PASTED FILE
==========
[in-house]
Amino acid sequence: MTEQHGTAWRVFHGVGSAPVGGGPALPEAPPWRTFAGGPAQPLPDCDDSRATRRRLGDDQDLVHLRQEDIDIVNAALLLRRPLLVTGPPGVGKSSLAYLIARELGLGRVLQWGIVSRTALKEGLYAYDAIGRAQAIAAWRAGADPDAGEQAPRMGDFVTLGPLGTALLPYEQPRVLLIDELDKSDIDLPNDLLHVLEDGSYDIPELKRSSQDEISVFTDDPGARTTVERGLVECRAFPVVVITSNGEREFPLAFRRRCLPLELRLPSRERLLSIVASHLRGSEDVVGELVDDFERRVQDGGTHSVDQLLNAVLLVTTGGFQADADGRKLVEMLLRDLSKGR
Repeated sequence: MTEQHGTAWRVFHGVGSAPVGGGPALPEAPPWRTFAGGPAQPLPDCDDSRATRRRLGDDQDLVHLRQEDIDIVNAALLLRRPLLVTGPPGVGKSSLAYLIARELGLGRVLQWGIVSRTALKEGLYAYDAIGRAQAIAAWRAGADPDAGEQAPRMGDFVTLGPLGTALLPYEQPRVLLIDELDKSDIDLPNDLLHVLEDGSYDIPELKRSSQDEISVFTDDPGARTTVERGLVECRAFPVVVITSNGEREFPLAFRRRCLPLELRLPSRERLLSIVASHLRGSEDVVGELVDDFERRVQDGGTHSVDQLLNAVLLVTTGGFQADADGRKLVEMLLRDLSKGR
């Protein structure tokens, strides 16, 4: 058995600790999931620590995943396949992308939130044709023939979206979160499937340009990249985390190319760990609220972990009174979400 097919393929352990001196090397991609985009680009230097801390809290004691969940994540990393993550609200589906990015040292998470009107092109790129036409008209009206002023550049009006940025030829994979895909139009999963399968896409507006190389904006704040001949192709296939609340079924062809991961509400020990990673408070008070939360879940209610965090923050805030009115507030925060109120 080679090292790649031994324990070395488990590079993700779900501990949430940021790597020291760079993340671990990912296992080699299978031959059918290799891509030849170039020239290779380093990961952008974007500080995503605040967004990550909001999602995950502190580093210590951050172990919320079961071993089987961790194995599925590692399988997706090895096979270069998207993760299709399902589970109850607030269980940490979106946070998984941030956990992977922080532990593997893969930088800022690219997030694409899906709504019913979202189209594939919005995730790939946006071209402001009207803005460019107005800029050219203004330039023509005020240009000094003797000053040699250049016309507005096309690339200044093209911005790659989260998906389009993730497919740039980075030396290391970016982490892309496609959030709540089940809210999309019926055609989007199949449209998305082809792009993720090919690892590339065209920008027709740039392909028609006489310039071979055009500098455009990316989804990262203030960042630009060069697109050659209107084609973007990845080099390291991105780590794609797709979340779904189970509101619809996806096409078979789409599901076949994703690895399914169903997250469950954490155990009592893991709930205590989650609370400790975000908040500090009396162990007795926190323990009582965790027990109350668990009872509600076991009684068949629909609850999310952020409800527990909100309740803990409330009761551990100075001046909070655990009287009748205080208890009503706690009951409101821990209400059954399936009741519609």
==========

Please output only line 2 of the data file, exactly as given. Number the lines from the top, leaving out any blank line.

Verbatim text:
Amino acid sequence: MTEQHGTAWRVFHGVGSAPVGGGPALPEAPPWRTFAGGPAQPLPDCDDSRATRRRLGDDQDLVHLRQEDIDIVNAALLLRRPLLVTGPPGVGKSSLAYLIARELGLGRVLQWGIVSRTALKEGLYAYDAIGRAQAIAAWRAGADPDAGEQAPRMGDFVTLGPLGTALLPYEQPRVLLIDELDKSDIDLPNDLLHVLEDGSYDIPELKRSSQDEISVFTDDPGARTTVERGLVECRAFPVVVITSNGEREFPLAFRRRCLPLELRLPSRERLLSIVASHLRGSEDVVGELVDDFERRVQDGGTHSVDQLLNAVLLVTTGGFQADADGRKLVEMLLRDLSKGR